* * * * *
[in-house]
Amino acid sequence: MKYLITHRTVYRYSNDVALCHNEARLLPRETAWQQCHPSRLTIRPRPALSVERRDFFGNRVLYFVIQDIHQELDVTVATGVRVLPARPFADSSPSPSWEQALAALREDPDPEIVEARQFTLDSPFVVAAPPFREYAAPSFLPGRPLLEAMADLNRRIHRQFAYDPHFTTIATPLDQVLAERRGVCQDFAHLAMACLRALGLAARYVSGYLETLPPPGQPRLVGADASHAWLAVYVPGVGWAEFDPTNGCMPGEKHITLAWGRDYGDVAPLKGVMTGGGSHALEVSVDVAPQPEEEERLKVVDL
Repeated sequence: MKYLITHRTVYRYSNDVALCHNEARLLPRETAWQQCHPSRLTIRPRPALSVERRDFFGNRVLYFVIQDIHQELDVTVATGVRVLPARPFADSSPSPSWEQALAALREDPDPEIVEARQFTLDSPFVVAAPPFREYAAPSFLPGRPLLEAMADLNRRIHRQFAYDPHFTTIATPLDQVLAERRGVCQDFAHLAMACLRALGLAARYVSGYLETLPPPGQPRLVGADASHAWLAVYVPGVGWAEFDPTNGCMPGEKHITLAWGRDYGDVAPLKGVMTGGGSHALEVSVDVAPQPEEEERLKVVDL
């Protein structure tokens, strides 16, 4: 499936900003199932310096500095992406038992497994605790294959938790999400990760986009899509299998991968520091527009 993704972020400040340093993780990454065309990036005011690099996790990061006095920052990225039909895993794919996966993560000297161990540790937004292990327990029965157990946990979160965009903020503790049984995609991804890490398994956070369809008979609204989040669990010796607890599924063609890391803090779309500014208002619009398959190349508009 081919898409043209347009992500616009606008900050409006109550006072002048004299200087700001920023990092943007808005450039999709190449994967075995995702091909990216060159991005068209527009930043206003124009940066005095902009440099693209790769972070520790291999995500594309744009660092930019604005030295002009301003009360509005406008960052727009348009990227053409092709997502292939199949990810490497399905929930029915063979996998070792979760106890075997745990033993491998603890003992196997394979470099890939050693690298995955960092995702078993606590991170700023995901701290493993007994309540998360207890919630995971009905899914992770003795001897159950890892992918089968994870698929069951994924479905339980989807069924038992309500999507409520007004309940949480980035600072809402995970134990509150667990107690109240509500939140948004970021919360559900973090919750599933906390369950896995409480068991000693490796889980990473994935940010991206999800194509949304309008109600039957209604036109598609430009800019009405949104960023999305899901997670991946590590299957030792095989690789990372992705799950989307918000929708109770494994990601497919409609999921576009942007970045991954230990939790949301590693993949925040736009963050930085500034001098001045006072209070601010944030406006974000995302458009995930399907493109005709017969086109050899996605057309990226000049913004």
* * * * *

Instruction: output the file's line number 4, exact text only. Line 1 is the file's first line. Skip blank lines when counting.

């Protein structure tokens, strides 16, 4: 499936900003199932310096500095992406038992497994605790294959938790999400990760986009899509299998991968520091527009 993704972020400040340093993780990454065309990036005011690099996790990061006095920052990225039909895993794919996966993560000297161990540790937004292990327990029965157990946990979160965009903020503790049984995609991804890490398994956070369809008979609204989040669990010796607890599924063609890391803090779309500014208002619009398959190349508009 081919898409043209347009992500616009606008900050409006109550006072002048004299200087700001920023990092943007808005450039999709190449994967075995995702091909990216060159991005068209527009930043206003124009940066005095902009440099693209790769972070520790291999995500594309744009660092930019604005030295002009301003009360509005406008960052727009348009990227053409092709997502292939199949990810490497399905929930029915063979996998070792979760106890075997745990033993491998603890003992196997394979470099890939050693690298995955960092995702078993606590991170700023995901701290493993007994309540998360207890919630995971009905899914992770003795001897159950890892992918089968994870698929069951994924479905339980989807069924038992309500999507409520007004309940949480980035600072809402995970134990509150667990107690109240509500939140948004970021919360559900973090919750599933906390369950896995409480068991000693490796889980990473994935940010991206999800194509949304309008109600039957209604036109598609430009800019009405949104960023999305899901997670991946590590299957030792095989690789990372992705799950989307918000929708109770494994990601497919409609999921576009942007970045991954230990939790949301590693993949925040736009963050930085500034001098001045006072209070601010944030406006974000995302458009995930399907493109005709017969086109050899996605057309990226000049913004």